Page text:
In order to be covered under the LHWCA, a claimant must satisfy both a geographical situs and an occupational status test. Prior to 1972, if a claimant worked for a covered employer, only a situs requirement was necessary. Prior to 1972, section 903(a) extended coverage to employees of statutory employers only if they sustained an injury "occurring upon the navigable waters of the United States." 33 U.S.C. § 903(a), Act of 1927. Partly because employees, during the course of a day, were moving in and out of coverage as they performed their duties, Congress amended the LHWCA in 1972 by adding an occupational status requirement. Thus, certain employees, depending upon whether they were engaged in "maritime employment," would be covered regardless of whether the injury actually occurred upon the water. See Northeast Marine Terminal Co. v. Caputo, 432 U.S. 249, 97 S. Ct. 2348, 53 L. Ed. 2d 320 (1977). In 1983, the Supreme Court held that in enacting the 1972 amendments, Congress did not intend to withdraw coverage from any employee who was actually injured upon navigable waters. Therefore, when a worker is injured there, he meets the situs and status requirements and is covered under the LHWCA. Director, OWCP v. Perini North River Associates, 459 U.S. 297, 103 S. Ct. 634, 74 L. Ed. 2d 465 (1983).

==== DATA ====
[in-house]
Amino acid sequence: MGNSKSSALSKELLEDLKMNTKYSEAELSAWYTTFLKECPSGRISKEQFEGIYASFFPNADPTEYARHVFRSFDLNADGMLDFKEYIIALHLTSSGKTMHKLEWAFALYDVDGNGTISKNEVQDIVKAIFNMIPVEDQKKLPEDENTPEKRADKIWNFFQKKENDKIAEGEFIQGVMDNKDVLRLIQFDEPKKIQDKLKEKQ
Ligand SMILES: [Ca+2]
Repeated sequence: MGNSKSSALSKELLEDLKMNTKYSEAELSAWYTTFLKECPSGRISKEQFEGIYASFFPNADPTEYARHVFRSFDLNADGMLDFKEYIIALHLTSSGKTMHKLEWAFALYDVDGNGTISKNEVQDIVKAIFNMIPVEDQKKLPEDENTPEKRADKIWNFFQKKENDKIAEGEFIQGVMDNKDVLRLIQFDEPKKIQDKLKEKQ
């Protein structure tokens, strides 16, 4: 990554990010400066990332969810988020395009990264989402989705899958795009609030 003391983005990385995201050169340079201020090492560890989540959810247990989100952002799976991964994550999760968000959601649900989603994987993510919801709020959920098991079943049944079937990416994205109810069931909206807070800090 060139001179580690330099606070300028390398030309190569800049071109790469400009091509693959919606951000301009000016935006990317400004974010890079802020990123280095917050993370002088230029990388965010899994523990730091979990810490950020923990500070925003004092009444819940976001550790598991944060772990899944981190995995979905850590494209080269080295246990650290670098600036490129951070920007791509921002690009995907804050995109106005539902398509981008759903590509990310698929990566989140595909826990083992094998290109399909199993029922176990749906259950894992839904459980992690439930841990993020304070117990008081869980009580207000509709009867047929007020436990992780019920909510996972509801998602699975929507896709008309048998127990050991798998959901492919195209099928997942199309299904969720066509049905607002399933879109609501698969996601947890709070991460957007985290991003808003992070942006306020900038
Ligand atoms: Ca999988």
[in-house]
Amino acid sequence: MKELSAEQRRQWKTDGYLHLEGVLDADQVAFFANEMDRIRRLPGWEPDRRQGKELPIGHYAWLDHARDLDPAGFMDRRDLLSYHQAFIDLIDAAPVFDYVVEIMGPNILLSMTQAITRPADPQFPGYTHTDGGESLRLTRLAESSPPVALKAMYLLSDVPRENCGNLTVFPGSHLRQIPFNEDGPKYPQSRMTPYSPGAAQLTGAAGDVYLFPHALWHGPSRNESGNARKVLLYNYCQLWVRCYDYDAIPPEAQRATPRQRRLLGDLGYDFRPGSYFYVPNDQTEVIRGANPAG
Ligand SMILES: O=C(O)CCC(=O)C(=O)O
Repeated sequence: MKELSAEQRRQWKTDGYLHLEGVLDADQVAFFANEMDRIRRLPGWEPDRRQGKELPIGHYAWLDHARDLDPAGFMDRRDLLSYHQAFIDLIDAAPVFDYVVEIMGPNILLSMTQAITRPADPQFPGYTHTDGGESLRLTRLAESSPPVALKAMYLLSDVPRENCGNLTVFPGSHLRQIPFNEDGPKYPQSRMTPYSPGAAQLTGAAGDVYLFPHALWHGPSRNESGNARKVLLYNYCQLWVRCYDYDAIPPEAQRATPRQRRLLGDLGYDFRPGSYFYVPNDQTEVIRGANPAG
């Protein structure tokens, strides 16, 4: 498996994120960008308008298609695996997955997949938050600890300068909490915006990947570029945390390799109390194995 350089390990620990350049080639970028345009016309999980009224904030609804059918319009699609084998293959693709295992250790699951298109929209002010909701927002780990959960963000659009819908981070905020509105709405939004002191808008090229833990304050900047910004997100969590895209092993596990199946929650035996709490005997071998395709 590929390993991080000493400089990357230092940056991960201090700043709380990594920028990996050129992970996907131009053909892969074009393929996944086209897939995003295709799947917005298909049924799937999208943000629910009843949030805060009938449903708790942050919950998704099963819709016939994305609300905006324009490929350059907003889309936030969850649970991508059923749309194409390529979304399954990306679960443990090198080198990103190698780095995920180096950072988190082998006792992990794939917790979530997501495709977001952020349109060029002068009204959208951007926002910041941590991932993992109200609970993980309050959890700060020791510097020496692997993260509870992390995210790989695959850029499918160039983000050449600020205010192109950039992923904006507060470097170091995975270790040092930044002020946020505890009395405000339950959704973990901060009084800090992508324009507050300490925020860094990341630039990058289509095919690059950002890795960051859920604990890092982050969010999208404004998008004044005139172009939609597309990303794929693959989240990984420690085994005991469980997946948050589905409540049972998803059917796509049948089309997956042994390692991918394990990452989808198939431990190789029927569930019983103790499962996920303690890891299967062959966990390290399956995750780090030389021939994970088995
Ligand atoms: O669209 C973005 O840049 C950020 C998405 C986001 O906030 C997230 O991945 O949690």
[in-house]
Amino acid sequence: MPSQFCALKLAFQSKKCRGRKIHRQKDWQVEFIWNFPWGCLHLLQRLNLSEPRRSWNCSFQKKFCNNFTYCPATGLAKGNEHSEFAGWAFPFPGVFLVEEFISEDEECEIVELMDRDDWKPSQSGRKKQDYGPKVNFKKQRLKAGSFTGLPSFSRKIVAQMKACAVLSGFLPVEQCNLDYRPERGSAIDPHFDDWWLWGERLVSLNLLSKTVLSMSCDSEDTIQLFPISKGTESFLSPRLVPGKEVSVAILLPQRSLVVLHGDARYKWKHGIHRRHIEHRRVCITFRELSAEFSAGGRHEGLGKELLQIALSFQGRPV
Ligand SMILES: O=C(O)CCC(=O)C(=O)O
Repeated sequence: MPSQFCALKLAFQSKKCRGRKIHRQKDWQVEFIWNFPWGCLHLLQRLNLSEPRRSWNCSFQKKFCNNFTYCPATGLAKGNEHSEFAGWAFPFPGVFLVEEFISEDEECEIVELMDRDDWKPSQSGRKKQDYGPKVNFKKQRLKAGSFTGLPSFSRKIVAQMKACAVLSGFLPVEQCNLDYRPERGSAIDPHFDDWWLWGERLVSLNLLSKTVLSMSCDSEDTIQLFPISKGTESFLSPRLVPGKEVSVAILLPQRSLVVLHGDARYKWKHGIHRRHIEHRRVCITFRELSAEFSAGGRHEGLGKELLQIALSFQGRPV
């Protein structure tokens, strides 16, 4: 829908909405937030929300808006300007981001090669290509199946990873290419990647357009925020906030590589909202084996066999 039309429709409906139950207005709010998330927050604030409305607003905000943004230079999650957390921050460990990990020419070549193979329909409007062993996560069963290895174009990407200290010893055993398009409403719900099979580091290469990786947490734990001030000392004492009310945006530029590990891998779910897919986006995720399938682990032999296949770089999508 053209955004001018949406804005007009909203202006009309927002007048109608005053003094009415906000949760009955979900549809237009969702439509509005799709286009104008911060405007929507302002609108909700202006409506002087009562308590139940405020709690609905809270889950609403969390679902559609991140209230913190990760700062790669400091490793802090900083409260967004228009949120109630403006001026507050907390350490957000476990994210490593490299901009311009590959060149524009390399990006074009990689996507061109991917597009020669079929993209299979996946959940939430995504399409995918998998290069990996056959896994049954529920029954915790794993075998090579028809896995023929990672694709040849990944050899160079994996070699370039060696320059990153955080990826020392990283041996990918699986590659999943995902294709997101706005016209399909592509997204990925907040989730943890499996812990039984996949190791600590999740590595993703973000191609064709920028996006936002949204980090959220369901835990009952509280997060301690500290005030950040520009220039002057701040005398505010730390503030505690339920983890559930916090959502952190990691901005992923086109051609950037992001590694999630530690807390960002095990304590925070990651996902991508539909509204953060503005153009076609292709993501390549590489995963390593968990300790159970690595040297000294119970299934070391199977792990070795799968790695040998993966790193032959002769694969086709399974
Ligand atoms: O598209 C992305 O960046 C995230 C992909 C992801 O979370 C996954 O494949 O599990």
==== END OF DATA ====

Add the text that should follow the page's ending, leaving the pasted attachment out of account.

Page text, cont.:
Because Zapata does not contest that it is a statutory employer, the first question is whether Barnard would have fallen within the pre-1972 coverage of the Act. If so, the inquiry ends. If not, Barnard must satisfy both the status and situs requirements in order to be covered. The second issue Zapata raises is whether Barnard would be excluded from coverage due to the operation of the exclusions covering aquaculture workers and members of the crew of any vessel. 33 U.S.C. § 902(3) (E), (G).
The Director argues, as the Board below held, that there was coverage because Barnard's injury occurred over, and therefore on, navigable waters. Therefore, because he was engaged in "traditional maritime employment," he would have been covered under the Act before the 1972 amendments. In reaching this conclusion, the Board relied on Ward v. Director, OWCP, 684 F.2d 1114 (5th Cir. 1982), cert. denied, 459 U.S. 1170, 103 S. Ct. 815, 74 L. Ed. 2d 1013 (1983), which held that a fish spotter who was killed when his plane crashed into the Gulf of Mexico and who regularly flew over navigable waters in the course of his employment was covered as he met both the status and situs requirements. We agree with the Director that Ward is analogous to this case.
Zapata argues that Ward has been limited by subsequent Supreme Court decisions, especially Herb's Welding, Inc. v. Gray, 470 U.S. 414, 105 S. Ct. 1421, 84 L. Ed. 2d 406 (1985), and Chesapeake and Ohio Ry. Co. v. Schwalb, 493 U.S. 40, 110 S. Ct. 381, 107 L. Ed. 2d 278 (1989). In Herb's Welding, a welder who was injured while working on an oil rig was not covered by the LHWCA. The Court there held that there was nothing inherently maritime about welding and that the employee merely happened to be injured while in a marine environment. In Herb's Welding and Schwalb, the Court stated that "land-based activity [on the situs] will be deemed maritime only if it is an essential part of loading or unloading a vessel." Schwalb, 110 S. Ct. at 384.